What’s at Stake:
How are ratepayers affected by the Public Service Commission’s February, 2014 approval of the Con Edison rate deal?
Key Issues Identified by the Utility Project in this Case:
Reduce Rates and Improve affordability for low income customers
For many Con Edison customers, electric bills are already unaffordable. Service should be made more affordable through a lower return on equity and by extending low-income rates and additional customer services to more of Con Ed’s eligible low-income customers.
Monthly, more than 200,000 Con Ed households are threatened with service interruption to collect unpaid bills. Some of these practices are unnecessary, like the shutoff that resulted in a fire that killed three boys in the Bronx in October, 2013. Others are illegal, as when Con Edison threatens surviving household members with shutoff when a customer dies. Collection practices should be reformed to reduce reliance on interruption of service as a collection measure.
Protect all ratepayers from subsidizing energy supply companies (ESCOs) and from paying more for ESCO electricity supply
Ratepayer subsidies of referral programs, advertising, and the other costs of promoting ESCOs should be reduced or eliminated. Additionally, customers should be given web-based comparison calculators and other tools that compare ESCO prices with the cost of buying electricity directly from Con Edison.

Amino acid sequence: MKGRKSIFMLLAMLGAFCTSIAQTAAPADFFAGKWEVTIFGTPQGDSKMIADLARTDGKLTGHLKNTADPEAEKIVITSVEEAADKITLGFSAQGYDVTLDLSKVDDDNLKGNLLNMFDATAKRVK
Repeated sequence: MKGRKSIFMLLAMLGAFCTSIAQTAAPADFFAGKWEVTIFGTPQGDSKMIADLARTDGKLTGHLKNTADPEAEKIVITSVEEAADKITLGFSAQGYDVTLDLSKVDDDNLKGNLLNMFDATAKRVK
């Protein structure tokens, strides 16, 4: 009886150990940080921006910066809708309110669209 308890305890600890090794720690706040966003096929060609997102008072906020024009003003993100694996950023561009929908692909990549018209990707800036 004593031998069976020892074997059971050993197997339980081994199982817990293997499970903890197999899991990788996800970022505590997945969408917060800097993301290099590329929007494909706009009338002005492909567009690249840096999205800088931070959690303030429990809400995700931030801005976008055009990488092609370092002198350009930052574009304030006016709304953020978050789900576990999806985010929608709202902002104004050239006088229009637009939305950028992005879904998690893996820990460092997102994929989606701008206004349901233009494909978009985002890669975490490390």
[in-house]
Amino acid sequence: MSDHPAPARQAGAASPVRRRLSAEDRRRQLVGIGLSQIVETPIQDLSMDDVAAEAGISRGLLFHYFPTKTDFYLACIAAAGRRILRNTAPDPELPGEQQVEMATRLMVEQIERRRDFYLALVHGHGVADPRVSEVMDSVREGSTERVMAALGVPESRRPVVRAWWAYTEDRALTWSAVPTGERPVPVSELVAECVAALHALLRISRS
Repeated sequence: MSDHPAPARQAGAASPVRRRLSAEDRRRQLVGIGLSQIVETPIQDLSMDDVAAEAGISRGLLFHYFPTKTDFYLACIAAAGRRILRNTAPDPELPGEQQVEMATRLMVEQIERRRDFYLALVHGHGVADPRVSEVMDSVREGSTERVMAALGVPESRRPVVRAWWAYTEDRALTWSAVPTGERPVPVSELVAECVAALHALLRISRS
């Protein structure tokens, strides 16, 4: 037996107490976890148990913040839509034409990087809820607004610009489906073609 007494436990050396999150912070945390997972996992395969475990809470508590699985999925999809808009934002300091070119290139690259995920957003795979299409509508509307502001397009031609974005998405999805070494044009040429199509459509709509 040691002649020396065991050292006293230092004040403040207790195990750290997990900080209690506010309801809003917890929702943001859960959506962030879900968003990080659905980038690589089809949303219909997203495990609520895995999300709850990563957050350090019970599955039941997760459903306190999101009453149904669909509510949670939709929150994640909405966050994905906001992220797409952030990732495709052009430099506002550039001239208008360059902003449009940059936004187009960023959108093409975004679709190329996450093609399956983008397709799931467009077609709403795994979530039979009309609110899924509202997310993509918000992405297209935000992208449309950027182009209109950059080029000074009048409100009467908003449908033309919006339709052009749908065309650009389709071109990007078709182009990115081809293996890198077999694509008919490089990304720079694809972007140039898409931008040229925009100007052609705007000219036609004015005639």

The PSC should investigate whether high charges for ESCO service are raising debt burdens and termination risks for low-income customers.
Update: The “Freeze” That Isn’t!
Utility rates may be set by far-off legislative and market-driven realities, but they are felt in the very real, very personal world you call home, where a bill is delivered every month. So even if your eyes tend to glaze over utility issues like the ones raised in the recent Public Service Commission (PSC) settlement of Con Ed rate proposals, the fact is, it’s time to pay attention. Because however jargon-packed the language, the impact is all in dollars. And they’re high.
Take the settlement itself. The basic deal involves a multi-year rate proposal, which the Utility Project opposed, for Con Ed’s electric, gas, and steam divisions. While commercial and industrial rates are set to decrease, residential rates will increase. By the end of 2 and 3 year rate plans, respectively, electric and gas rates are set to increase a net of $47.7 million and $41 million. That’s more money built into your bill per month.
The mechanics aren’t simple, and they won’t be immediately obvious. This is where complication sets in, but attention is even more vital. The first year of the proposed (and now settled) rate plans involved a potential reduction in rates: $76.2 million for electric and $55 million for gas. But instead of implementing that reduction—and passing the savings on to your bank account—Con Ed will be charging the same rates. Why? Because the following years will see major increases, $124 million for electric and $96 million for gas. The idea, and the settlement implemented by the PSC, is to over-collect in the first years of Con Ed’s rate plan in order to offset that major increase, to “freeze” rates, at least for a while.
That might be a good idea—levelizing rates for already financially strapped utility customers—except Con Ed’s rates are never quite frozen. Things like Monthly Supply Charges and Monthly Adjustment Charges (the “MAC”) impact your bill on a regular (you guessed it, monthly) basis. In fact, there are 37 ways the MAC might unpredictably impact your bill. Meaning a “frozen” rate isn’t really ever that.